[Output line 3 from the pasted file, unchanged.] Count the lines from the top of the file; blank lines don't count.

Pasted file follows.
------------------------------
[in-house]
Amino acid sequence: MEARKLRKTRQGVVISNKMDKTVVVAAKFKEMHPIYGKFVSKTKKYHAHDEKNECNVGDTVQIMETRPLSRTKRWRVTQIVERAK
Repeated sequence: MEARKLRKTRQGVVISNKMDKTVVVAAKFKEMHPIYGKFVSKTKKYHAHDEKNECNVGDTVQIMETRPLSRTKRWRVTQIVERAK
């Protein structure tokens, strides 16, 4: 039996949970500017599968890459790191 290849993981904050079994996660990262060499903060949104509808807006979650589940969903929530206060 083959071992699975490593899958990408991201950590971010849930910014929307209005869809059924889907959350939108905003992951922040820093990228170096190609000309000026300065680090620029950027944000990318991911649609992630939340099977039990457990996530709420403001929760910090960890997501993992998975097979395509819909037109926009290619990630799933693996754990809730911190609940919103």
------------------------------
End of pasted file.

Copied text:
Repeated sequence: MEARKLRKTRQGVVISNKMDKTVVVAAKFKEMHPIYGKFVSKTKKYHAHDEKNECNVGDTVQIMETRPLSRTKRWRVTQIVERAK